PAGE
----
This course is Flat & Straight with ONLY a few intersections to cross. VERY NICE for training. My wife & I use it ALL the time for biking & running. Some think it's a BORING trail; but we see LOTS of birds ranging from hawks, cardinals, blue jays, cranes, geese, black birds, yellow finches, ect., ALSO see deer, raccoons, & other wildlife...even a coyote from time to time. Here is a youtube clip of the trail if interested.

The Milwaukee Express

We rode this trail continuing from the Hank Arron Trail. We rode the trail from West Allis Wi. to Waukesha Wi.. The trail is flat and headed west. Nominal head wind on the day we rode it but there are areas that have open fields that could make a westbound ride a bit more energy consuming. The trail follows tall power lines most of the way. The trail is a great connector trail and is well used my local commuters. All in all not a great scenic trail but a great connecting trail to the much more scenic Glacial Drumlin Trail.

Good walking/biking trail

We tried out the trail on a Sunday. Nice for walking, lots of bikers. Its best to park your car by SunnySlope Rd or by Gatewood Park on Kostner Lane.


The New Berlin Trail is an easy way to go 7 miles in a very short time! Although the scenery might not be the best, but by the time I start to notice the scenery I'm already almost done with the trail. Truly an amazing trail!

great beg. trail

Like the easy grade. Went east to west and coasted back. Great path for families. There is nice views especially in the morn. Might get hot in afternoon. Agree with the greenfield park start area.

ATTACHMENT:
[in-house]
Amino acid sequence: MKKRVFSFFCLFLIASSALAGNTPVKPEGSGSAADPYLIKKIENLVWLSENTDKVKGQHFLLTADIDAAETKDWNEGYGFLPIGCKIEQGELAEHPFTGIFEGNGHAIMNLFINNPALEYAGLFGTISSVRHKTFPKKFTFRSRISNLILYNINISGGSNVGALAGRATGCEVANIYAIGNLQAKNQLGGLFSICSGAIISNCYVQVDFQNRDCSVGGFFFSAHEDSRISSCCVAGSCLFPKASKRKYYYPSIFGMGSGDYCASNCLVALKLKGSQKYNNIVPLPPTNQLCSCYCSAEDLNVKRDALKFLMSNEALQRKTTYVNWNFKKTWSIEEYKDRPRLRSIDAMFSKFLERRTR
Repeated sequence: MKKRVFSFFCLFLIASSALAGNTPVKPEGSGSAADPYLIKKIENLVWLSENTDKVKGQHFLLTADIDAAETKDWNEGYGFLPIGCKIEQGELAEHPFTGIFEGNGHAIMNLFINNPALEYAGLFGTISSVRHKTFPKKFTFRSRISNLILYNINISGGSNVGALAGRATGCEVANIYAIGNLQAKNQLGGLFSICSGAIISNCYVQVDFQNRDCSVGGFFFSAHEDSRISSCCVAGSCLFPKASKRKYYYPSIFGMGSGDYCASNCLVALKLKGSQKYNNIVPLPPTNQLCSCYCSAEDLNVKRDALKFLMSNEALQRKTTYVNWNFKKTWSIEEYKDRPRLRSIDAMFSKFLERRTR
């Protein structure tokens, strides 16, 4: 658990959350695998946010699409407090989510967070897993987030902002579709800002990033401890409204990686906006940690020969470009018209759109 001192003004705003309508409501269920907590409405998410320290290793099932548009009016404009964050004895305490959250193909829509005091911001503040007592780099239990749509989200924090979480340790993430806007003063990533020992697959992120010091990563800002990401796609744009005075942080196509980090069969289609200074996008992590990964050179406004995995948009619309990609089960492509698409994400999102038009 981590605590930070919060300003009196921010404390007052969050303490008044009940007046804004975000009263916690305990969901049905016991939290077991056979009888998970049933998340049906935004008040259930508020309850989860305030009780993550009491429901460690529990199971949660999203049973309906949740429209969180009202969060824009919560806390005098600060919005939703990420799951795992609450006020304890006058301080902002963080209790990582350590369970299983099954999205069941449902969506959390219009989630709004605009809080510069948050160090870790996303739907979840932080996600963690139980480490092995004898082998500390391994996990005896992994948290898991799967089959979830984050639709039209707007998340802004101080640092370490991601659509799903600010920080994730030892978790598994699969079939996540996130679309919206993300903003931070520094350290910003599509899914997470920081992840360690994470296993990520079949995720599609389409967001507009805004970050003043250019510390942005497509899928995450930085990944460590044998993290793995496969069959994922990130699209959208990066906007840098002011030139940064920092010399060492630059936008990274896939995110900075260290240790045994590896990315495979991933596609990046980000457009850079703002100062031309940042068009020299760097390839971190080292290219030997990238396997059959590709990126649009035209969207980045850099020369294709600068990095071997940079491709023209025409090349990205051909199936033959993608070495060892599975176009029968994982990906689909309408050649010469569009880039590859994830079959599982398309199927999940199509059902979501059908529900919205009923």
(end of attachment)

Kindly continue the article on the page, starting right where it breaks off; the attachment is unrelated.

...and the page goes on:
New Berlin Rec Trail

Just so-so. While it is straight and level, the scenery didn't really change and there was no tree cover for hot sunny days. Bring enough water 'cause the sun can really beat down on you here.

The trail in 2012

I do enjoy the trail especially now that there are either tables or benches every mile. The place that I like to park at is in Greenfield park because you can park near the trail and have a table to sit at either before or after the ride. To me the trail is very scenic considering the fact that it is in a very densely populated area. There are a lot of trees and bushes and in the fall the fall colors are very nice.

Great Surface

The best thing I can say about this trail is the newer paved surface is great. The trail itself is as straight as an arrow with a slight continual grade upwards from east to west. High tension wires provide the scenery, although it is tree lined and some rural areas on western portion. Great trail if you just want to get out and ride. Connects with other trails namely the Oak Leaf north or south. Parking at Greenfield Park Golf Course is very convenient (bathrooms/concessions at clubhouse). There's also a bike shop at the Calhoun Road crossing if any maintenance is required.